### stuff.co.nz Last updated 05:00 05/03/2014
Empty seats, empty pockets
[...] Chalkie is concerned by a $48 million scheme to build a stadium in Petone for the benefit of the Phoenix A-League football team and its fans. From what we know of the proposal, the Hutt City Council – which means ratepayers – will be asked to contribute $25m towards building a “boutique” 10,000 to 12,000 seat arena at the southern end of the Petone Recreation Ground. [...] The good burghers of the Hutt will be best placed to judge the practicalities of the scheme when further details are available, but the financial side has worrying similarities to the set-up of Forsyth Barr Stadium in Dunedin. Arm’s length charitable trust controlling the budget? Check. Private sector funding promised? Check. Troubled sports franchise as anchor tenant? Check.
[...] In Dunedin, those involved in developing the city’s shiny new covered stadium are far from universally popular after ratepayers ended up with huge debts and an ongoing headache from running the thing. The original idea, itself controversial, was for ratepayers to contribute $129m – split between $91.4m from the city council and $37.5m from the regional council – towards the $188m cost of the stadium, with private sector funding contributing $45.5m. The balance was coming from local trusts and a government grant. In the end, the stadium cost $224m and the ratepayers were hit up for $200m of that. The private sector funding was virtually zero.
You could write a book on the series of failures that left a relatively small number of people – Dunedin has a population of about 126,000 – exposed to such high costs. But even in the short version written by PricewaterhouseCoopers it seems councillors were not well informed about the project and financial controls were inadequate. The controversy still simmers. Local campaigner Bev Butler, a determined and resourceful opponent of the stadium scheme, continues to unearth aspects of the process that do not reflect well on its management. One of the latest involves the relationship between Carisbrook Stadium Charitable Trust, which runs the project, and the council.
The problem in this instance is the lack of transparency around public spending, even when there was obviously concern at the outset to keep a firm grip on it. More than that, Dunedin got in over its head and allowed itself to be the schmuck landed with everyone’s bill at the end.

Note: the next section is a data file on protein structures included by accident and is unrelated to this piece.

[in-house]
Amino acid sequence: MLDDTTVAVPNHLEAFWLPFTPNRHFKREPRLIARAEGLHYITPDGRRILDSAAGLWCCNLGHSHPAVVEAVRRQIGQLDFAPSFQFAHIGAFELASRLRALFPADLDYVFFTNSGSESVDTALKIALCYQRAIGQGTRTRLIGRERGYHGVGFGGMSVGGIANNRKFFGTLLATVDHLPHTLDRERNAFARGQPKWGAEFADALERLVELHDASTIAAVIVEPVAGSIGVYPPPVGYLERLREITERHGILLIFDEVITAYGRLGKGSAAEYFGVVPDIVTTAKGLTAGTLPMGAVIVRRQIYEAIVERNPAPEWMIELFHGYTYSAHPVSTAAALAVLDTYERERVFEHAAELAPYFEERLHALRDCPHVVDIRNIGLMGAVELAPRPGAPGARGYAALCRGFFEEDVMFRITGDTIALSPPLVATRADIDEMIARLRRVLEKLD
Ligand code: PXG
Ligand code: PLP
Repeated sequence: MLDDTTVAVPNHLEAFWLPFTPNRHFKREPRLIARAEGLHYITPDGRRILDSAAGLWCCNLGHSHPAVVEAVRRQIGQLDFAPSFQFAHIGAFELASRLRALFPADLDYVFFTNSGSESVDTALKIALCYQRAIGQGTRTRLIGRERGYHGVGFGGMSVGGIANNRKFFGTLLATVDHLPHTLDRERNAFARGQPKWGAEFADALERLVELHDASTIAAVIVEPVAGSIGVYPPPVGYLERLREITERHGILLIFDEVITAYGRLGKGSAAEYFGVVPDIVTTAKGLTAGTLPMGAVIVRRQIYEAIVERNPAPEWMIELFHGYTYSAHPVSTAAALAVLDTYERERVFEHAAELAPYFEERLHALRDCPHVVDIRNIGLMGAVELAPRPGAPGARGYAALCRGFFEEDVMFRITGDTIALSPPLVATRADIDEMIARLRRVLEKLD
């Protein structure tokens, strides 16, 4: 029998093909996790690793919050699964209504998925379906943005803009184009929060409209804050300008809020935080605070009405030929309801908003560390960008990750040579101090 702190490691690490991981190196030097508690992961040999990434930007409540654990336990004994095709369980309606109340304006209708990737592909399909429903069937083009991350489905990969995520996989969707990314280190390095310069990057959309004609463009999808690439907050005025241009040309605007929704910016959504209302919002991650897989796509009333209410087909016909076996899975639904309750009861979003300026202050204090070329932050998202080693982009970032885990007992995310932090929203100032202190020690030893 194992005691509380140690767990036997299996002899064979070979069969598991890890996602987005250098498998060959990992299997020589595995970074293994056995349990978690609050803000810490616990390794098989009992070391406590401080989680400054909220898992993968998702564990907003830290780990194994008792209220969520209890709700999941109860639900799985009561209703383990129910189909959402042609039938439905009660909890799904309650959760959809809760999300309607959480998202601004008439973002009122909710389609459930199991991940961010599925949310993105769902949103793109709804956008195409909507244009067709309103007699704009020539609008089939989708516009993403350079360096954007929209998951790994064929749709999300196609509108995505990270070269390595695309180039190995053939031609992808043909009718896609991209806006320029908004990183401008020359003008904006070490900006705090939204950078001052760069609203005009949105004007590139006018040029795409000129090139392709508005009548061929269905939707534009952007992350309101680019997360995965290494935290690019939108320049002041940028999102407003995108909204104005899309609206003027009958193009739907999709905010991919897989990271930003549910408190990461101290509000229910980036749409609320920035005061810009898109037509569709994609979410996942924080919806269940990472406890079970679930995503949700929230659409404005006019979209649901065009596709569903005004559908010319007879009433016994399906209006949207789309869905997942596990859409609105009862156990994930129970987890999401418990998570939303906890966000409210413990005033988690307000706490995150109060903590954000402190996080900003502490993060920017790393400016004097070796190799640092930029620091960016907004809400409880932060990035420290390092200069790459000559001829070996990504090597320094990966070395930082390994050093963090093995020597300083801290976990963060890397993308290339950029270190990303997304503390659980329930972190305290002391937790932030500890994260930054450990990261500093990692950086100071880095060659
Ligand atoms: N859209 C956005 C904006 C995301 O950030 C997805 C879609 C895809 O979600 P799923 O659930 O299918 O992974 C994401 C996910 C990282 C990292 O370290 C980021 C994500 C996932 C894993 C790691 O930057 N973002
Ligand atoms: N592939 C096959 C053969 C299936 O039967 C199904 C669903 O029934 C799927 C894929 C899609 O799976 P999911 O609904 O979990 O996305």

Money from the council was supposed to be transferred to the trust only to pay for third-party invoices billed to the trust. An exception to this rule provided for the trust’s administration costs to be covered by a general monthly payment from the council. These “trust costs” invoices were for between $40,000 and $90,000 a month, running from July 2007 to January 2010. According to Butler’s information, which tallies with the council schedule, the payments totalled $2.2m over the period. An Official Information Act response from the council to Butler said the money was paid “to cover staff and administration costs” of the trust “to facilitate ease of administration”.
Chalkie can see that it would be easier to pay for the trust’s incidentals in this way. However, it opened a big hole in accountability for spending because the staff and administration costs detailed in the trust’s annual reports for the period total $1,068,796, more than $1m less than the sums invoiced. It is not clear from the accounts how the other $1.1m was spent because no combination of other costs – marketing, PR, fundraising or project administration – seems to come close to the right figure. Chairman of trustees Malcolm Farry told Chalkie he could provide documents to clarify the details last week, but unfortunately they were not yet available as we went to press.
There are several lessons for the Hutt City Council, including to beware of using a charitable trust as the development vehicle, to ensure private sector money is paid up front with a buffer for contingencies, and to ensure there is no ambiguity about costs.
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● Chalkie is written by Fairfax business bureau’s Tim Hunter.
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